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7 things you need to know about Chicago’s new guidelines for restaurants and bars

Brush up on the city's latest reopening guidelines before you make a reservation.

Morgan Olsen
Written by
Morgan Olsen

It's a big day for Chicago's hospitality community. As of Thursday, October 1, restaurants can increase indoor capacity from 25 to 40 percent, and bars can reopen at 25 percent capacity. It's all part of the city's latest reopening guidelines, which were announced earlier this week.

Aside from possibly dining alongside more people, what can folks expect when they go out to eat? Well, city officials have some new guidelines for you to follow, too. Take a look at what's expected of restaurants, bars and their patrons starting today, Thursday, October 1:

1. The total number of diners per room is still limited to 50 people.

Even though capacity percentages are being boosted across the board, restaurants and bars must still limit their patronage to 50 people or fewer per room. Small- and medium-sized establishments will see the biggest change in service, while larger restaurants will be beholden to the old rules. Here's another way of thinking about it: A 100-seat dining room can now seat 40 people, but a 200-seat dining room is still limited to 50 guests.

2. Diners must wear a mask at all times unless actively eating or drinking.

This one's a biggie: "When dining out at a food service establishment or bar, customers must wear face coverings while seated at all times (including when interacting with staff), except when actively eating or drinking," read the new guidelines. It's a slight step up from Illinois' mandate last month that said diners must wear a mask when speaking with servers. Plan to keep your face covering on until your order arrives—and even then, it should be handy for interacting with staff and after your food has been cleared away.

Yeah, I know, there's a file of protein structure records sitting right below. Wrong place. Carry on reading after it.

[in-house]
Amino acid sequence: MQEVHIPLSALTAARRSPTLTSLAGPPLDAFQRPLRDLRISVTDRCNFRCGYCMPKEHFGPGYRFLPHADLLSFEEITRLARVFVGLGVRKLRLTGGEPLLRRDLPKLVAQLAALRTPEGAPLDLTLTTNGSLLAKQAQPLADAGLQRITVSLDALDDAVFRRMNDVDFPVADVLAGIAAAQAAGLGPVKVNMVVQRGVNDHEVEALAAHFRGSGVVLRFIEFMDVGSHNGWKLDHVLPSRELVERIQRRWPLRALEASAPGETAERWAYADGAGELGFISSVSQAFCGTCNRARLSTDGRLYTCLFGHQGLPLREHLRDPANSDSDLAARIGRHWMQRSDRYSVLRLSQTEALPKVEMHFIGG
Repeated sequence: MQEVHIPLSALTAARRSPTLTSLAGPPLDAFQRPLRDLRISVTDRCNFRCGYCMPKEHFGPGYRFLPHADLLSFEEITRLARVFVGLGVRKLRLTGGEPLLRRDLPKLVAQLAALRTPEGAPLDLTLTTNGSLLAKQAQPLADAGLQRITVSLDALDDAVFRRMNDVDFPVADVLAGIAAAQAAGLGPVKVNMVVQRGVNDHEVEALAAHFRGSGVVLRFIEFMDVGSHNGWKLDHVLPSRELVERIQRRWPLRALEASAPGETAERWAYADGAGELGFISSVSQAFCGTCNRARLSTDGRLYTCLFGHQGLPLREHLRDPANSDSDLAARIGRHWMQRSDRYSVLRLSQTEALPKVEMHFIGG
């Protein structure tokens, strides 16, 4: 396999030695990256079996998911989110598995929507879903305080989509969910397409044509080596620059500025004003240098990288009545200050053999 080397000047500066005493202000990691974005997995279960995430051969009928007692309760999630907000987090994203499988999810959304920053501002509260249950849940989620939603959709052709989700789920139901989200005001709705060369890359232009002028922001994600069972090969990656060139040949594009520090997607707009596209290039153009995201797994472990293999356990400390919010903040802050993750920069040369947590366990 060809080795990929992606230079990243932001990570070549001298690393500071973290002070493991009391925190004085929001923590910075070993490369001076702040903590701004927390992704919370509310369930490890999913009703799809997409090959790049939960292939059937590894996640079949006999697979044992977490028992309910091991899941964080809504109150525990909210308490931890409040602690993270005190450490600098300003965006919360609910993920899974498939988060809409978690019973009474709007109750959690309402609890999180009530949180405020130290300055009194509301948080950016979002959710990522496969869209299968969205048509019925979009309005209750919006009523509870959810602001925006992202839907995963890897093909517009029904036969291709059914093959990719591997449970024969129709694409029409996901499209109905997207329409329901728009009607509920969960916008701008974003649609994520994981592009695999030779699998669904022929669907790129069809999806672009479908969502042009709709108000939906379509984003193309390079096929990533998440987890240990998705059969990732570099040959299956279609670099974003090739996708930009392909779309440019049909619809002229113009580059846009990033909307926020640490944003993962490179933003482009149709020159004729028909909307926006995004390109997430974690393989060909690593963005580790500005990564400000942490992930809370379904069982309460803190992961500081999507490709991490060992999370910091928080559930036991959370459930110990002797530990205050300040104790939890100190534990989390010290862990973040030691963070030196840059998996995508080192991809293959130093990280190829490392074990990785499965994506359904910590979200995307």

3. Expect to give up your digits and email address at the door.

Restaurants and bars are being asked to collect an email address and/or phone number for all patrons, whether they made a reservation or not. Why? It will help with possible contact tracing in case a member of the staff or another diner tests positive for COVID-19.

4. Last call is at 1am.

Restaurants and bars can now serve alcohol until 1am and remain open until 1:30am. (Previously, they were asked to close up shop by midnight.) Interestingly enough, the same rule doesn't apply to liquor and grocery stores, both of which must still cut off booze sales at 9pm every night.

5. Keep your guest list to six people max.

No, the manager can't push together two tables to accommodate your birthday party. Don't even ask. Chicago officials are holding fast on the maximum party size and table occupancy, which will remain at six people for the foreseeable future.

6. Hand sanitizer should be readily available at the entrance.

Most local businesses have already equipped their entrances and cash registers with hand sanitizer, but the city is making it official in its latest guidelines: "All places of business should provide hand sanitizer for patrons and employees to use upon entry."

7. Heading to the bar? Take a seat.

Now that bars, taverns and breweries can reopen at 25 percent capacity indoors (or 50 people, whichever is fewer), there are a few new rules that guests need to observe. Your stay will be limited to two hours; you must stay seated when eating, drinking and ordering; and you can't walk up to the bar to place your order. For the love of Malört, follow the rules and don't make your bartender babysit you in addition to doing their job.

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